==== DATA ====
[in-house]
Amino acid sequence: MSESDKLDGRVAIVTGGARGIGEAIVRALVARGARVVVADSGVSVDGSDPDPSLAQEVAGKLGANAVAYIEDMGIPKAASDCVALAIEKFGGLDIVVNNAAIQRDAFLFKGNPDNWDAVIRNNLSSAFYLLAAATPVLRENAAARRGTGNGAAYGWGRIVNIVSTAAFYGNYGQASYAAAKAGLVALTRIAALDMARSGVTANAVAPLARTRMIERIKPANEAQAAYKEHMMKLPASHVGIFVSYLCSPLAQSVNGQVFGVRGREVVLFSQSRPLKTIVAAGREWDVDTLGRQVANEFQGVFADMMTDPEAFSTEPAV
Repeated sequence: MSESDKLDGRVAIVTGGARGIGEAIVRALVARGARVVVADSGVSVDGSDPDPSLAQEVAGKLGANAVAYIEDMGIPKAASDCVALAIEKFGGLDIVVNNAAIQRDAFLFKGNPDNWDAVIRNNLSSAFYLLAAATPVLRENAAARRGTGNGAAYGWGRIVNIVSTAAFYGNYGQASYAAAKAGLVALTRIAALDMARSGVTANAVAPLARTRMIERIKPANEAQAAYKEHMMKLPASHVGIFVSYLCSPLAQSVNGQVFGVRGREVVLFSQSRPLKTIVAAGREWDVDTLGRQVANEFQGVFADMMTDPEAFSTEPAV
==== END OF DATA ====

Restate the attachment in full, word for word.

[in-house]
Amino acid sequence: MSESDKLDGRVAIVTGGARGIGEAIVRALVARGARVVVADSGVSVDGSDPDPSLAQEVAGKLGANAVAYIEDMGIPKAASDCVALAIEKFGGLDIVVNNAAIQRDAFLFKGNPDNWDAVIRNNLSSAFYLLAAATPVLRENAAARRGTGNGAAYGWGRIVNIVSTAAFYGNYGQASYAAAKAGLVALTRIAALDMARSGVTANAVAPLARTRMIERIKPANEAQAAYKEHMMKLPASHVGIFVSYLCSPLAQSVNGQVFGVRGREVVLFSQSRPLKTIVAAGREWDVDTLGRQVANEFQGVFADMMTDPEAFSTEPAV
Repeated sequence: MSESDKLDGRVAIVTGGARGIGEAIVRALVARGARVVVADSGVSVDGSDPDPSLAQEVAGKLGANAVAYIEDMGIPKAASDCVALAIEKFGGLDIVVNNAAIQRDAFLFKGNPDNWDAVIRNNLSSAFYLLAAATPVLRENAAARRGTGNGAAYGWGRIVNIVSTAAFYGNYGQASYAAAKAGLVALTRIAALDMARSGVTANAVAPLARTRMIERIKPANEAQAAYKEHMMKLPASHVGIFVSYLCSPLAQSVNGQVFGVRGREVVLFSQSRPLKTIVAAGREWDVDTLGRQVANEFQGVFADMMTDPEAFSTEPAV